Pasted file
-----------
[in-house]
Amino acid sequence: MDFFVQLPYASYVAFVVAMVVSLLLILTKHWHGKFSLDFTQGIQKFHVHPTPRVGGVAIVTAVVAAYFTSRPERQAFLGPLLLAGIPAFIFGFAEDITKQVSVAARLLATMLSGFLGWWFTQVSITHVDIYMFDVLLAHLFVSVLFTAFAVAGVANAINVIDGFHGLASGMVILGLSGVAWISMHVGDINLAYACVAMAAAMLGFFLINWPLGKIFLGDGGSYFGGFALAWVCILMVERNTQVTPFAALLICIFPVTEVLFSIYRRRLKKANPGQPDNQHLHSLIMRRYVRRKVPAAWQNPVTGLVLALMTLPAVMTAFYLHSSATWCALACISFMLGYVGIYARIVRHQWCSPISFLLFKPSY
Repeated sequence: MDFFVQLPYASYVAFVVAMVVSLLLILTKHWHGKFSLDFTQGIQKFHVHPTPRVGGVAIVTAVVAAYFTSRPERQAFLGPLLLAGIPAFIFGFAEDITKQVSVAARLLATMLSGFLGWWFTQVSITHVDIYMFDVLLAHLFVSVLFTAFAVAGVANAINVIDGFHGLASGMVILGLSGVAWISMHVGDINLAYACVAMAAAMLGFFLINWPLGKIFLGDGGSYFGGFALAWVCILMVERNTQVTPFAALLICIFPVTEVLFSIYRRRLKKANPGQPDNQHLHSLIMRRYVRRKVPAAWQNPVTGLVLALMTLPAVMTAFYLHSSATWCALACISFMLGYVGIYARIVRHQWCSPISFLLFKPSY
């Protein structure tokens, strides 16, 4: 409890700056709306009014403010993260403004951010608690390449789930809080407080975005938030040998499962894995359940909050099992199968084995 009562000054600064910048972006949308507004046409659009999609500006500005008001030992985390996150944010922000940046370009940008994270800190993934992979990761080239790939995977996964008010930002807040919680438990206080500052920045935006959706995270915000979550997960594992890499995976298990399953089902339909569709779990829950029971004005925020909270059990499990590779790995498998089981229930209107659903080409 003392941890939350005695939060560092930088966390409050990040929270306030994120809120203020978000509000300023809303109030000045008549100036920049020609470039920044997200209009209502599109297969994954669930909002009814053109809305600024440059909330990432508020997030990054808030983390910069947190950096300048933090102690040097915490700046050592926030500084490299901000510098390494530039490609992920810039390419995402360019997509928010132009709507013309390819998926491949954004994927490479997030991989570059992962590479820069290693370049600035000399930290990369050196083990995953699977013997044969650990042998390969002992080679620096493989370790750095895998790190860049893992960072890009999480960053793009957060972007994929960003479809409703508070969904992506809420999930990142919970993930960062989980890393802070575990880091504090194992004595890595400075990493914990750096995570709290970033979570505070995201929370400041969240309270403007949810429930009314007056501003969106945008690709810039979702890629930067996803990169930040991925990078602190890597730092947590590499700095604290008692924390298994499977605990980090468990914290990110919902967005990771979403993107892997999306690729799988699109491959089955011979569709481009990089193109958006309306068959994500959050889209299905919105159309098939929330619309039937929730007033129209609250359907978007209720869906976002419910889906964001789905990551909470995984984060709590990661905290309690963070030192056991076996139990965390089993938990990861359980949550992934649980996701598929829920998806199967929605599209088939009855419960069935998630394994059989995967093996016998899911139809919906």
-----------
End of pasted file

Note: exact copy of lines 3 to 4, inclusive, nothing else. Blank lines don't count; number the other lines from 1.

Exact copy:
Repeated sequence: MDFFVQLPYASYVAFVVAMVVSLLLILTKHWHGKFSLDFTQGIQKFHVHPTPRVGGVAIVTAVVAAYFTSRPERQAFLGPLLLAGIPAFIFGFAEDITKQVSVAARLLATMLSGFLGWWFTQVSITHVDIYMFDVLLAHLFVSVLFTAFAVAGVANAINVIDGFHGLASGMVILGLSGVAWISMHVGDINLAYACVAMAAAMLGFFLINWPLGKIFLGDGGSYFGGFALAWVCILMVERNTQVTPFAALLICIFPVTEVLFSIYRRRLKKANPGQPDNQHLHSLIMRRYVRRKVPAAWQNPVTGLVLALMTLPAVMTAFYLHSSATWCALACISFMLGYVGIYARIVRHQWCSPISFLLFKPSY
């Protein structure tokens, strides 16, 4: 409890700056709306009014403010993260403004951010608690390449789930809080407080975005938030040998499962894995359940909050099992199968084995 009562000054600064910048972006949308507004046409659009999609500006500005008001030992985390996150944010922000940046370009940008994270800190993934992979990761080239790939995977996964008010930002807040919680438990206080500052920045935006959706995270915000979550997960594992890499995976298990399953089902339909569709779990829950029971004005925020909270059990499990590779790995498998089981229930209107659903080409 003392941890939350005695939060560092930088966390409050990040929270306030994120809120203020978000509000300023809303109030000045008549100036920049020609470039920044997200209009209502599109297969994954669930909002009814053109809305600024440059909330990432508020997030990054808030983390910069947190950096300048933090102690040097915490700046050592926030500084490299901000510098390494530039490609992920810039390419995402360019997509928010132009709507013309390819998926491949954004994927490479997030991989570059992962590479820069290693370049600035000399930290990369050196083990995953699977013997044969650990042998390969002992080679620096493989370790750095895998790190860049893992960072890009999480960053793009957060972007994929960003479809409703508070969904992506809420999930990142919970993930960062989980890393802070575990880091504090194992004595890595400075990493914990750096995570709290970033979570505070995201929370400041969240309270403007949810429930009314007056501003969106945008690709810039979702890629930067996803990169930040991925990078602190890597730092947590590499700095604290008692924390298994499977605990980090468990914290990110919902967005990771979403993107892997999306690729799988699109491959089955011979569709481009990089193109958006309306068959994500959050889209299905919105159309098939929330619309039937929730007033129209609250359907978007209720869906976002419910889906964001789905990551909470995984984060709590990661905290309690963070030192056991076996139990965390089993938990990861359980949550992934649980996701598929829920998806199967929605599209088939009855419960069935998630394994059989995967093996016998899911139809919906």